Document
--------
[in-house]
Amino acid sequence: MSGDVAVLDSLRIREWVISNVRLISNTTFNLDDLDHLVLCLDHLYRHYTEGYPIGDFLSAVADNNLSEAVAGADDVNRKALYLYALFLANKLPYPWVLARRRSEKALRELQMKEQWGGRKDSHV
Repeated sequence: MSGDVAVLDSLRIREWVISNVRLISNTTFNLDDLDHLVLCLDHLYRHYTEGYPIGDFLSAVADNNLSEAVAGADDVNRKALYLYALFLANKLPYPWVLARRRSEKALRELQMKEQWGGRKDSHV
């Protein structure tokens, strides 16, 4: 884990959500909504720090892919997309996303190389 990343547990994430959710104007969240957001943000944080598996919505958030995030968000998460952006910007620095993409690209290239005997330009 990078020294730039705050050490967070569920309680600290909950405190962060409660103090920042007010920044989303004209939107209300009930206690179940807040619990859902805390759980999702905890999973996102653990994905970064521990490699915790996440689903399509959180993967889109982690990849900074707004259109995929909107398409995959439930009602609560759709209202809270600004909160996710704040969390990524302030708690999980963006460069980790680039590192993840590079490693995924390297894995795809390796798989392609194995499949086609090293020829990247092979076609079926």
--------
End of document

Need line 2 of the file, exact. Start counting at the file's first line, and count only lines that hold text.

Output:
Amino acid sequence: MSGDVAVLDSLRIREWVISNVRLISNTTFNLDDLDHLVLCLDHLYRHYTEGYPIGDFLSAVADNNLSEAVAGADDVNRKALYLYALFLANKLPYPWVLARRRSEKALRELQMKEQWGGRKDSHV